First Impression: Age of Darkness
Developer: PlaySide Studios
Release Date: 7 October, 2021 (EA)
Platform: Windows, Linux, MacOS
By Chris Picone, 01August 2022
I’ve always loved survival games, and really the theme in general. I think it’s because I love the idea of survival and crafting in games but find that those elements generally aren’t designed or executed well so playing an actual survival genre distils the experience. Clanfolk in particular grabbed me because survival games can be a bit samey but Clanfolk seemed to have a bit more end-game scope. In similar games I’ve played you start with nothing, compete against environmental challenges while collecting food and water, and by the time you’ve built yourself some kind of house and collected a stockpile, you have successfully survived and that’s the end of the game. In Clanfolk, though, it looked like that was going to be the start of the game, and the real challenge comes after – trying to build a thriving community in the midst of the usual environmental challenges. I mean, the trailer features births, funerals, and what looks like a whole village burning down. A survival game that potentially spans generations has my interest.
So far, the game’s playing out as I expected; I started with the “easy” difficulty setting, which means I began the game with a whole family including grandparents and children. I’m around three hours into the game at the moment; I had the basics – including food collection, resource collection, the construction of some basic tools, and the bare minimum of home comforts like somewhere to sleep and somewhere to poop (seriously) – sorted long ago. Next I put some wattle walls up around my food and resource stockpiles to keep critters and potential miscreants out and I’ve since learned how to make clay daub walls so I’m using those to build houses now. Or house, at least – my little community is now attracting potential workers and visitors so I had to turn what was going to be a family home into a longhouse. When that project’s finished I suppose I’ll start building smaller houses for my families and convert the longhouse into a sort of tavern and then work on trying to make things a bit more comfortable. I haven’t faced any major challenges yet – no rain or snow, no fires or anything like that, but I think I might also still be in the tutorial phase of the game. I think I’ve unlocked about two-thirds of the game’s incredibly detailed tech tree but the world is just starting to really open up.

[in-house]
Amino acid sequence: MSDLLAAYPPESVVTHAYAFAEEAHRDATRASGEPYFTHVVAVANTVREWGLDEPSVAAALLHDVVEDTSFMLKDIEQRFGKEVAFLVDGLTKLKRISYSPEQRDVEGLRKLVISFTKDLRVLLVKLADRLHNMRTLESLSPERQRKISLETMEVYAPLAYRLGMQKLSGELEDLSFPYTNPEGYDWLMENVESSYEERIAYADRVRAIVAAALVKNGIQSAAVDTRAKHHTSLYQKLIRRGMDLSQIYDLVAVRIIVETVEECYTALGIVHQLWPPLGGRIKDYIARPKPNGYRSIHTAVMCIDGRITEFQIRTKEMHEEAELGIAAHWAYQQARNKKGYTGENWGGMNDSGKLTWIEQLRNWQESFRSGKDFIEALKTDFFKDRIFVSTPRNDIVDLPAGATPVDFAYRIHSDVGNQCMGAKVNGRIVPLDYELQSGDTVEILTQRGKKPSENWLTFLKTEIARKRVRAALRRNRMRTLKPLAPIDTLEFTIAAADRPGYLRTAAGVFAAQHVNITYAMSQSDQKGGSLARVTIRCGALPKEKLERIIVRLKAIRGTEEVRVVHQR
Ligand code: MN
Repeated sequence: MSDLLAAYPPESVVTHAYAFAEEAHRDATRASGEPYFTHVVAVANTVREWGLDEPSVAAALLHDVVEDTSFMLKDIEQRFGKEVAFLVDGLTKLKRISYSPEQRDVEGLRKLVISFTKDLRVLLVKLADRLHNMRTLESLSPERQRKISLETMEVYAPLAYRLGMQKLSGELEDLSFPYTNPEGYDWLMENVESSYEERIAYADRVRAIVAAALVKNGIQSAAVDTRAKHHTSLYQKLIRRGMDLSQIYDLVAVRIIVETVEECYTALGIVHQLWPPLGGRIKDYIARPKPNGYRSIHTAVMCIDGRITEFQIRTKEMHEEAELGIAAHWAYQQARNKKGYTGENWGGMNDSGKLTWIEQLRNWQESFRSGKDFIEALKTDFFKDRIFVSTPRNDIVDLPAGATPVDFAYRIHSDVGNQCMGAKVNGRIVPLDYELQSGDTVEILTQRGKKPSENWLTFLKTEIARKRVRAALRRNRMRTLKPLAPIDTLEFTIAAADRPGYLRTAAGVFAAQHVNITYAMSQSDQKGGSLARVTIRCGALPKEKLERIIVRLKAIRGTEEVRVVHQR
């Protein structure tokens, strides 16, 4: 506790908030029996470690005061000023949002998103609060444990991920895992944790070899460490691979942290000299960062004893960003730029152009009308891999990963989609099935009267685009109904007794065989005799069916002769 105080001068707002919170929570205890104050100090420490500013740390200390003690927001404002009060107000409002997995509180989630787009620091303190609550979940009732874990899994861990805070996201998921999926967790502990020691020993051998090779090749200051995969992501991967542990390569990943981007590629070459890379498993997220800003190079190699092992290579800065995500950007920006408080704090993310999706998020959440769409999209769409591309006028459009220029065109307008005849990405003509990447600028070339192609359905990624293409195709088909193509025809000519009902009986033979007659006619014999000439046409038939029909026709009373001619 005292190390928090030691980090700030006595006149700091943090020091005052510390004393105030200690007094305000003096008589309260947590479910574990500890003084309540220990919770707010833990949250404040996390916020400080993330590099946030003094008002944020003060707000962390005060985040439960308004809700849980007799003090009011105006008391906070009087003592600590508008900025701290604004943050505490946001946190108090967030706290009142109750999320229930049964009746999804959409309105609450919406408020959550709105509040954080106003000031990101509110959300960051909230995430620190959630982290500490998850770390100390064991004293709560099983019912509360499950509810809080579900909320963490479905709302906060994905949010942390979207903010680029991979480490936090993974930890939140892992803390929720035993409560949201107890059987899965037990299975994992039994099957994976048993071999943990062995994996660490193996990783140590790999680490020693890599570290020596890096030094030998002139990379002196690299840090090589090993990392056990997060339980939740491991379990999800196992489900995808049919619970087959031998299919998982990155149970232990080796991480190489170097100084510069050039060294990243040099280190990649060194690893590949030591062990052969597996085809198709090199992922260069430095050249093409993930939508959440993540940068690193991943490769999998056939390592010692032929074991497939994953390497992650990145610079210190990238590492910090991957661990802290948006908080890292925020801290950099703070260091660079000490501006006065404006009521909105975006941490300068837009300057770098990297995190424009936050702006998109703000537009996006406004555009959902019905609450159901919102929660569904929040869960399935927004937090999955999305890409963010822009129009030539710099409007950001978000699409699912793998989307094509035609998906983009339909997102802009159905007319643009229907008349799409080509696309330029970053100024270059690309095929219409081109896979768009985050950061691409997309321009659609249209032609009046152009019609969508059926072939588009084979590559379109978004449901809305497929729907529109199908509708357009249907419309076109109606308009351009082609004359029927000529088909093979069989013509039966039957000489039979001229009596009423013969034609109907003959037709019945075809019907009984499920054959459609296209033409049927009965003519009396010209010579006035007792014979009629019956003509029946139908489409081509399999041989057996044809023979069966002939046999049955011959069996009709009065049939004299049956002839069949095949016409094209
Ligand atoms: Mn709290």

I haven’t mentioned it yet but Clanfolk also includes all the other expected features of a survival game, such as villager personalities which sees you trying to juggle work distribution to maintain morale while collecting food and building houses. Unlike most survival games I’ve played, however, Clanfolk includes tons of automation options, so you can micro-manage if you really want to, but otherwise you’re free to focus on the decision-making. What it does mean, though, is that the gameplay’s very different to many other survival games. It feels like a bit like an idler game, to some extent, although that isn’t accurate either because you are constantly making decisions. In any case, it’s slow and relaxing.
The verdict? I think that anyone who’s a fan of survival games will enjoy Clanfolk but go in with an open mind. It isn’t Rimworld, it isn’t (oldschool) Minecraft, it isn’t Sim City. It’s trying to do something new, and that’s playing the long game, trying to keep your clan alive across the generations. I’m enjoying it.